Joe DiMaggio’s Upper West Side Apartment while playing with the Yankees, at 400 West End Avenue
NEW YORK – As a kid in Oklahoma, Mickey Mantle’s first baseball backstop was a rickety tin shed.
It is still there today, opposite the family’s old house in Commerce.
Not long after taking ownership of The Mick’s boyhood home, Brian Brassfield told the celebrated Hall of Fame Yankees center fielder about the planned restoration project – including propping up the barn.
“Don’t do that,’’ Mantle said. “It was leaning when I was a kid.’’
Landmark for sale
On Nov. 2, the small 100-year-old Mantle home and the crooked tin barn at 319 South Quincy Street are going to auction, starting at a minimum bid of $50,000 through New Jersey based Goldin Auctions.
Maybe a wealthy fan of the famous No. 7 will turn it into a full-time museum.
Maybe the old place will finally be designated as a national historic landmark.
“I just want for the stories to continue and to stay alive,’’ said Brassfield, 58, raised in the same quiet, northeast corner of Oklahoma as Mantle.
Brassfield and his business partner, boxing promoter Tony Holden, had purchased the property from another owner just a few years before Mantle died in August 1995.
“Well, it’s about the same as it was when I was a kid,’’ Mantle told Brassfield in the early ‘90s, prior to a modest renovation.
Visited by Yankees & fans
At about age 3 to about age 12, Mantle and his large family resided in the home – not quite 700 square feet – from roughly 1934-1944.
About 1938, Mantle’s father, Mutt, purchased the home from the mining company he worked for.
The entire uninsulated house was heated by a kitchen hot stove.
Brassfield and Holden put up a plaque near the door, marking the Commerce Comet’s historic home.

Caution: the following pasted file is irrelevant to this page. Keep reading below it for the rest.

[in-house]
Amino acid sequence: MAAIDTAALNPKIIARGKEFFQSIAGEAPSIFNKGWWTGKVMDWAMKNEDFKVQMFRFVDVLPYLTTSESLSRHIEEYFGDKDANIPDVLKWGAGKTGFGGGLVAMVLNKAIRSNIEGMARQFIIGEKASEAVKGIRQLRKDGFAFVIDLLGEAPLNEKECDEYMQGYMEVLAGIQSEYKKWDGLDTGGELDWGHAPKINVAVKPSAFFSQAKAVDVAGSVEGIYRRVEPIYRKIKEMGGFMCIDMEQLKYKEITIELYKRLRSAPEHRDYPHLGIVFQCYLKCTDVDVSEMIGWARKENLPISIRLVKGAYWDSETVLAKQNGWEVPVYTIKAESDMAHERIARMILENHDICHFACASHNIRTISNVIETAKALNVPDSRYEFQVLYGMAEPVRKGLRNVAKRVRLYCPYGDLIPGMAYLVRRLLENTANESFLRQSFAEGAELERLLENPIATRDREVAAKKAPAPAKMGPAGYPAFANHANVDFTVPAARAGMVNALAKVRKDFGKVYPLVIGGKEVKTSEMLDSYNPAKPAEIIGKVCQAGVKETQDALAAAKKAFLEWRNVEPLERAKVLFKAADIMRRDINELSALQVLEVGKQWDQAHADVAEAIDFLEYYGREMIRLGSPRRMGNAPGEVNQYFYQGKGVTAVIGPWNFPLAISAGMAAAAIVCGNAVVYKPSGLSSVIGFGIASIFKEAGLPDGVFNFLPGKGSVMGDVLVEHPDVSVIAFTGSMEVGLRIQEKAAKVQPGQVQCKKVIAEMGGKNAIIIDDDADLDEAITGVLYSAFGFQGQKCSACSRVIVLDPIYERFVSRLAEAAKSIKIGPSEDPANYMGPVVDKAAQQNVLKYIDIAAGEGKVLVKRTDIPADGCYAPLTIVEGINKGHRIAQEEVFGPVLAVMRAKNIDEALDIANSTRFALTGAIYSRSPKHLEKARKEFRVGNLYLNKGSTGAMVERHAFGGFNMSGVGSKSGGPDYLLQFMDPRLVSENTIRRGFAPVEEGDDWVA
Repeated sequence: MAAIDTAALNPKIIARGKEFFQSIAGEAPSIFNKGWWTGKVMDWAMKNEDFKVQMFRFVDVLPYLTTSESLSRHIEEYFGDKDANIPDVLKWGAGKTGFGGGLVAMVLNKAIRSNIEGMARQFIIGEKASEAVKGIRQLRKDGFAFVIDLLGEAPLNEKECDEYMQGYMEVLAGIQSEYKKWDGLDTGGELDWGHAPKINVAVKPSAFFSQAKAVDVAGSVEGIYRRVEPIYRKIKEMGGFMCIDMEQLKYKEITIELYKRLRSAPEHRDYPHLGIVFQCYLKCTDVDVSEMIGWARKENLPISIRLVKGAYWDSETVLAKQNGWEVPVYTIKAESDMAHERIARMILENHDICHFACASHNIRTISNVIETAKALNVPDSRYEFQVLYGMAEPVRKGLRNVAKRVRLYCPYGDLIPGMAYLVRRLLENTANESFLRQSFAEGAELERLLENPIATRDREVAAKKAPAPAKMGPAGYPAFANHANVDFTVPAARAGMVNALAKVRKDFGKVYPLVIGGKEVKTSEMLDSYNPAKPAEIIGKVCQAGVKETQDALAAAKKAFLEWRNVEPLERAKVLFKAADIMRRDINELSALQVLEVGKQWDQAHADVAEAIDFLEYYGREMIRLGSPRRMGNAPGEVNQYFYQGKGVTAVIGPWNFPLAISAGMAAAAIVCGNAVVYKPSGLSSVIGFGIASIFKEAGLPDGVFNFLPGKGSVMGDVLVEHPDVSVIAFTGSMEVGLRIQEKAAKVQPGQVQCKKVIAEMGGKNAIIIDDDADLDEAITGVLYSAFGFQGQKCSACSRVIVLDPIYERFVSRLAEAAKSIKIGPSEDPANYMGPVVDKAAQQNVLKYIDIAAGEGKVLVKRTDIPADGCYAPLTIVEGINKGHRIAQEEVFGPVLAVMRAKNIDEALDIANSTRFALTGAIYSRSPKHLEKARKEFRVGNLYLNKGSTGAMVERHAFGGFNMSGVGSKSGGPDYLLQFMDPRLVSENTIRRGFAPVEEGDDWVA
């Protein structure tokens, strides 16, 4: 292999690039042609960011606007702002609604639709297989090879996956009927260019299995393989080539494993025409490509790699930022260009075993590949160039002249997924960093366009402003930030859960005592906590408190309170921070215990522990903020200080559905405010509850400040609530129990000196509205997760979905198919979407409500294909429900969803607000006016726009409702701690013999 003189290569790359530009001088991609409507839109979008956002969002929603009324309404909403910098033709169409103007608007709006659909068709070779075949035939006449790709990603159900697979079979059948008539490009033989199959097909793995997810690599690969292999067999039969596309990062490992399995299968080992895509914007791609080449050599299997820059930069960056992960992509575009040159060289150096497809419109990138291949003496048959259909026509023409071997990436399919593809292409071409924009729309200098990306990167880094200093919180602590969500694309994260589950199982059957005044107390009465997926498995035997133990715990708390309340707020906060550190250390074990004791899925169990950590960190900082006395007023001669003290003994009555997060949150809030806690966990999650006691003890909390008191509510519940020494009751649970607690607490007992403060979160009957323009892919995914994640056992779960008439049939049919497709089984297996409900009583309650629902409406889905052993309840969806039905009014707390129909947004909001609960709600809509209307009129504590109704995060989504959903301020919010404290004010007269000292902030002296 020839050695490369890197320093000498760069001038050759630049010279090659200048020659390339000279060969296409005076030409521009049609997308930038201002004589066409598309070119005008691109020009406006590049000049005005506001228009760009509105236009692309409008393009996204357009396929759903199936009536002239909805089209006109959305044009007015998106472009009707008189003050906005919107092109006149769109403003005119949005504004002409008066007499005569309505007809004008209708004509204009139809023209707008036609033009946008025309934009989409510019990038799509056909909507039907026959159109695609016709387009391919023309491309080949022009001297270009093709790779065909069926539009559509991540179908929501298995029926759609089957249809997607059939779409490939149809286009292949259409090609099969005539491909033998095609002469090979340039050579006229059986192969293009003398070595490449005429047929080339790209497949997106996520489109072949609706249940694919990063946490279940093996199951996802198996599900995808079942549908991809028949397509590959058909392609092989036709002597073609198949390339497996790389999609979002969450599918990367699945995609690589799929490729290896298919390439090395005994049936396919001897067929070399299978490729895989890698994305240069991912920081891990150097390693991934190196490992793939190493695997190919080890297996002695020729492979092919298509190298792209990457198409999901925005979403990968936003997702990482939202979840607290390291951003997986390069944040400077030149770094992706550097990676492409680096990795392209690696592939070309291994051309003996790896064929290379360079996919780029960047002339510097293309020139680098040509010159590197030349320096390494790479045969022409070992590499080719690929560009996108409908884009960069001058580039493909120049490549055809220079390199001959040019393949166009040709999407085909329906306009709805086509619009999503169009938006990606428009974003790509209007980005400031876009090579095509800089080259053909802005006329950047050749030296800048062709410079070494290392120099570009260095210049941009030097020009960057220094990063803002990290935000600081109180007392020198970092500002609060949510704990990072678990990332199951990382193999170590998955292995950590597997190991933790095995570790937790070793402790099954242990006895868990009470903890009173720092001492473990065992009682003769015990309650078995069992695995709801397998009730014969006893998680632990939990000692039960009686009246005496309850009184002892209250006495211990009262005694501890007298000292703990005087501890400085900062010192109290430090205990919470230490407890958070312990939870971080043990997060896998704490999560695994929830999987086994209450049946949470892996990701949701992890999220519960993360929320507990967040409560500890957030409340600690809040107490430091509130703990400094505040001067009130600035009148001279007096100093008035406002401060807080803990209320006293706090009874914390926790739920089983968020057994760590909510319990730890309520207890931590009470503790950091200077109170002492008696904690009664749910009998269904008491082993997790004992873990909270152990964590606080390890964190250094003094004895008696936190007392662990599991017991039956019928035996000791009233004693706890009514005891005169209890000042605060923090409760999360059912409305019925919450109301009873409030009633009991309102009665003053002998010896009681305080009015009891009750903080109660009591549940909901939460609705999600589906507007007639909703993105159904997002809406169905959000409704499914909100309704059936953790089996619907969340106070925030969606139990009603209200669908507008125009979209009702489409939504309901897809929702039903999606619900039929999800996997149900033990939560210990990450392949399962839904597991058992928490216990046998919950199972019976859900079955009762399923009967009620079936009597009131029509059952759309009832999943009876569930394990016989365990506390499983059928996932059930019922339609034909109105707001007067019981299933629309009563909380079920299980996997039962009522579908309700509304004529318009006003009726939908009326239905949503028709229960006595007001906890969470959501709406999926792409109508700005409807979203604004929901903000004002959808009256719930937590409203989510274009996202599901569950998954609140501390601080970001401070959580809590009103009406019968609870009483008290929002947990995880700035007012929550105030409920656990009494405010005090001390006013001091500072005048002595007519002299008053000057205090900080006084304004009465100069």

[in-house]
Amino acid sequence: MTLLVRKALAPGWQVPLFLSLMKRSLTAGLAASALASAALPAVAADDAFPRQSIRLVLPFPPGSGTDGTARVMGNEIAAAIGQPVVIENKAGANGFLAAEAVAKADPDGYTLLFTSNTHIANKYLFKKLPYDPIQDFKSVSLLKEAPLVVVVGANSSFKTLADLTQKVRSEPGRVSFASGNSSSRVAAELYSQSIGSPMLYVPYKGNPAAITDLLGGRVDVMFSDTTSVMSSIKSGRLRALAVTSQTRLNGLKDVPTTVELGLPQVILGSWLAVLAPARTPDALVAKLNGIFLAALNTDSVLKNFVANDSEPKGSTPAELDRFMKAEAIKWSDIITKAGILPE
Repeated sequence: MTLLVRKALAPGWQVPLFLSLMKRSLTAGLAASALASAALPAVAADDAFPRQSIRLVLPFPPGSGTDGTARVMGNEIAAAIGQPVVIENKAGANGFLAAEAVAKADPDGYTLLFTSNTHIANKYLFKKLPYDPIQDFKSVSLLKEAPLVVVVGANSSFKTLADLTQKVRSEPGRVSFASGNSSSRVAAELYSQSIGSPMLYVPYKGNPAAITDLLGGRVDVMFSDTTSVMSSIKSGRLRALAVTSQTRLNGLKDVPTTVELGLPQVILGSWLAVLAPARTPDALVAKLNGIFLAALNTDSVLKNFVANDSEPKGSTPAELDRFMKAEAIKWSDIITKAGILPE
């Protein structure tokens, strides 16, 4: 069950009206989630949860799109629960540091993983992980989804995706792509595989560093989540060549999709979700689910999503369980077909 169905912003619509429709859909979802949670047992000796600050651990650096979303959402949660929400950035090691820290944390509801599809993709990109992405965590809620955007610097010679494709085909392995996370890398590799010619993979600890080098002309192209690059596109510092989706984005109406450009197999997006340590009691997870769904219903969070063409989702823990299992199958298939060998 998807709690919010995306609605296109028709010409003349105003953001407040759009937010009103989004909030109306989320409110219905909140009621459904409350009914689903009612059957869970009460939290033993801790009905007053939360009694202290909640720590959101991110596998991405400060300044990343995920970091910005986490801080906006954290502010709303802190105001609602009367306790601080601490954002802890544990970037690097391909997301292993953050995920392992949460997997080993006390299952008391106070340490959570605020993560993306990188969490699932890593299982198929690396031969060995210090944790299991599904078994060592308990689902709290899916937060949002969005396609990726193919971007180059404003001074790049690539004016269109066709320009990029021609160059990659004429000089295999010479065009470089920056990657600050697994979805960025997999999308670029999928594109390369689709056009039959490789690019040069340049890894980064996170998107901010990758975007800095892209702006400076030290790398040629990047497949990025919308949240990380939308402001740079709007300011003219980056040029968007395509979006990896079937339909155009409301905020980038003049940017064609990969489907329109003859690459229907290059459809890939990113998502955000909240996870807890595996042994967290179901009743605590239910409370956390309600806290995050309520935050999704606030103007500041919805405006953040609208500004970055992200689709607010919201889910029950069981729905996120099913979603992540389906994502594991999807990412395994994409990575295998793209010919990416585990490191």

Though it’s not officially listed, Brassfield welcomed guests and tour buses to the home – which has remained vacant for the last 25 years – when he wasn’t traveling on business.
Over the years, some of Mantle’s ex-teammates have stopped by, such as Clete Boyer, Bobby Richardson, Don Larsen, Johnny Blanchard and Bob Turley.
Hall of Fame reliever Goose Gossage, a huge Mantle fan, has been by the house more than once.
“You just never know who’s going to show up,’’ said Brassfield, who has displayed other Mantle items at the home, such as The Mick’s high school yearbook (also up for auction), never charging an admission.
Where ‘The Mick’ learned to hit
But the highlight for most Mantle fans is taking imaginary swings in front of the old tin barn, where The Mick learned how to switch hit.
Mutt would pitch right-handed, Mickey’s grandfather would throw to him left-handed, and the young Mantle would swat tennis balls toward the home.
In the game they invented, a ball hit below the window was a single, above the window was a double, off the roof was a triple and over the house was a home run.
“I’ve had childhood friends of his tell of watching him do that,’’ Brassfield said by phone from Oklahoma. “They would practice until dark.’’
Mantle mentions the home in his 1987 autobiography. He would have turned 89 this week.
“Some person with a lot of passion and more money than we have could probably do some better things with it,’’ Brassfield said of the home, located 1,500 long miles away from the lights of Broadway and Yankee Stadium.
“If you come to Commerce, you’d kind of have an understanding of how far he had to go to make it as big as he did.’’
Ruppert Tower, site of the Ruppert Brewery in Manhattan’s Yorkville section. Jacob Ruppert is the former Yankees owner who helped usher in the club’s first dynasty.